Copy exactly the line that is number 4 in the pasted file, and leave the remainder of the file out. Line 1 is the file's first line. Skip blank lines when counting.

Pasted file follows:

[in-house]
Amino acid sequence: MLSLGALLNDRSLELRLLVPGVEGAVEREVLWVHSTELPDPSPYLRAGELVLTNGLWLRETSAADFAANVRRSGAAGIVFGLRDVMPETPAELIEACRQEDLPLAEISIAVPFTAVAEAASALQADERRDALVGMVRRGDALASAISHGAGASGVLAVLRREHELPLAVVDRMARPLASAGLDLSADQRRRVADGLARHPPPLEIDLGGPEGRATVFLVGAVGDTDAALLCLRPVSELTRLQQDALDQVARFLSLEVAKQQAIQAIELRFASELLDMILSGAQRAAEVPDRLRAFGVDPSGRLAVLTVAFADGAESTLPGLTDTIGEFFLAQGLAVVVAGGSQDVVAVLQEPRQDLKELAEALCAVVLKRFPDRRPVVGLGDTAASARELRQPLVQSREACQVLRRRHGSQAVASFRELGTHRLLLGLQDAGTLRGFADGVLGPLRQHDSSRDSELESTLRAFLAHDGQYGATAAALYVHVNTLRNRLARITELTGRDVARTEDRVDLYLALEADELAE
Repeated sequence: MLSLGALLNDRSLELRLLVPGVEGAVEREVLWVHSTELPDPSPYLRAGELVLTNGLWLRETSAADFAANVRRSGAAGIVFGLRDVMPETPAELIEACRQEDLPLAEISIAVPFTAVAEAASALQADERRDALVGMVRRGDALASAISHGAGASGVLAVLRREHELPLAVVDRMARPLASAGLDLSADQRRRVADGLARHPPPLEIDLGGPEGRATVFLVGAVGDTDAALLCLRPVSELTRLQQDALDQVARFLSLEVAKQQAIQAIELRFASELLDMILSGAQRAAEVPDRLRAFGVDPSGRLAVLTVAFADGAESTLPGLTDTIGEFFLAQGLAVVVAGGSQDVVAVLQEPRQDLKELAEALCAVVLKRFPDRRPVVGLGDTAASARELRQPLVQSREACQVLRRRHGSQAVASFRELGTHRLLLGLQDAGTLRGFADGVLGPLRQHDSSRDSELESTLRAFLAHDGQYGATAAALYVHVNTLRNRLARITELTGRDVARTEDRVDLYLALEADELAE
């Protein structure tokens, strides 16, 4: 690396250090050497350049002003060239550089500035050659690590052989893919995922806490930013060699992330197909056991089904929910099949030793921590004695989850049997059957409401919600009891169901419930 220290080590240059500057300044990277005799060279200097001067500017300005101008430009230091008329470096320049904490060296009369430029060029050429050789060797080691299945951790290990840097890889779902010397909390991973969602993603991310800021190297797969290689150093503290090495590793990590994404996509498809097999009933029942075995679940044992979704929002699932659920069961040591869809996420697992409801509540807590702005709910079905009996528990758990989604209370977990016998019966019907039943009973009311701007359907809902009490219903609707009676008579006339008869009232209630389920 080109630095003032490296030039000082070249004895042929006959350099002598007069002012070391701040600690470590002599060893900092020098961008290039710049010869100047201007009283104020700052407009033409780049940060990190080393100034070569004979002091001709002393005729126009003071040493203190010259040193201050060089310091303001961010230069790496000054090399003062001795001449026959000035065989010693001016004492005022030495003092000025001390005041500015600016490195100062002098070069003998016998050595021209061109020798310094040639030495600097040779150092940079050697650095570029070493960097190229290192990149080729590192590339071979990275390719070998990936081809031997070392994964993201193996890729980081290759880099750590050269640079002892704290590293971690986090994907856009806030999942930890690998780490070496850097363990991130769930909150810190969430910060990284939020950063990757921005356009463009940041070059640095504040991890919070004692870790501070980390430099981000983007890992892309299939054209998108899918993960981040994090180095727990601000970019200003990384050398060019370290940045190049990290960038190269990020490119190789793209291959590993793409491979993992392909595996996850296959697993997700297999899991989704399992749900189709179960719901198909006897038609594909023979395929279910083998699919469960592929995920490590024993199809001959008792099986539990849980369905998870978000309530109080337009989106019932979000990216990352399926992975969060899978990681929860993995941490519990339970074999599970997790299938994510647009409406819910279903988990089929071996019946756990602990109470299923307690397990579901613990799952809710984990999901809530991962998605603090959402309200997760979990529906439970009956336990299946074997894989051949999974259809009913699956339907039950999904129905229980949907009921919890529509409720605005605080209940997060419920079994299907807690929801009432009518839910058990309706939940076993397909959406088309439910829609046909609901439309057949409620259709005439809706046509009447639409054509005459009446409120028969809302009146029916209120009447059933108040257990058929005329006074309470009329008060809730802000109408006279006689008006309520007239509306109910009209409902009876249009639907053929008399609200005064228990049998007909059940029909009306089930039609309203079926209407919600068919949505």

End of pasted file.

């Protein structure tokens, strides 16, 4: 690396250090050497350049002003060239550089500035050659690590052989893919995922806490930013060699992330197909056991089904929910099949030793921590004695989850049997059957409401919600009891169901419930 220290080590240059500057300044990277005799060279200097001067500017300005101008430009230091008329470096320049904490060296009369430029060029050429050789060797080691299945951790290990840097890889779902010397909390991973969602993603991310800021190297797969290689150093503290090495590793990590994404996509498809097999009933029942075995679940044992979704929002699932659920069961040591869809996420697992409801509540807590702005709910079905009996528990758990989604209370977990016998019966019907039943009973009311701007359907809902009490219903609707009676008579006339008869009232209630389920 080109630095003032490296030039000082070249004895042929006959350099002598007069002012070391701040600690470590002599060893900092020098961008290039710049010869100047201007009283104020700052407009033409780049940060990190080393100034070569004979002091001709002393005729126009003071040493203190010259040193201050060089310091303001961010230069790496000054090399003062001795001449026959000035065989010693001016004492005022030495003092000025001390005041500015600016490195100062002098070069003998016998050595021209061109020798310094040639030495600097040779150092940079050697650095570029070493960097190229290192990149080729590192590339071979990275390719070998990936081809031997070392994964993201193996890729980081290759880099750590050269640079002892704290590293971690986090994907856009806030999942930890690998780490070496850097363990991130769930909150810190969430910060990284939020950063990757921005356009463009940041070059640095504040991890919070004692870790501070980390430099981000983007890992892309299939054209998108899918993960981040994090180095727990601000970019200003990384050398060019370290940045190049990290960038190269990020490119190789793209291959590993793409491979993992392909595996996850296959697993997700297999899991989704399992749900189709179960719901198909006897038609594909023979395929279910083998699919469960592929995920490590024993199809001959008792099986539990849980369905998870978000309530109080337009989106019932979000990216990352399926992975969060899978990681929860993995941490519990339970074999599970997790299938994510647009409406819910279903988990089929071996019946756990602990109470299923307690397990579901613990799952809710984990999901809530991962998605603090959402309200997760979990529906439970009956336990299946074997894989051949999974259809009913699956339907039950999904129905229980949907009921919890529509409720605005605080209940997060419920079994299907807690929801009432009518839910058990309706939940076993397909959406088309439910829609046909609901439309057949409620259709005439809706046509009447639409054509005459009446409120028969809302009146029916209120009447059933108040257990058929005329006074309470009329008060809730802000109408006279006689008006309520007239509306109910009209409902009876249009639907053929008399609200005064228990049998007909059940029909009306089930039609309203079926209407919600068919949505």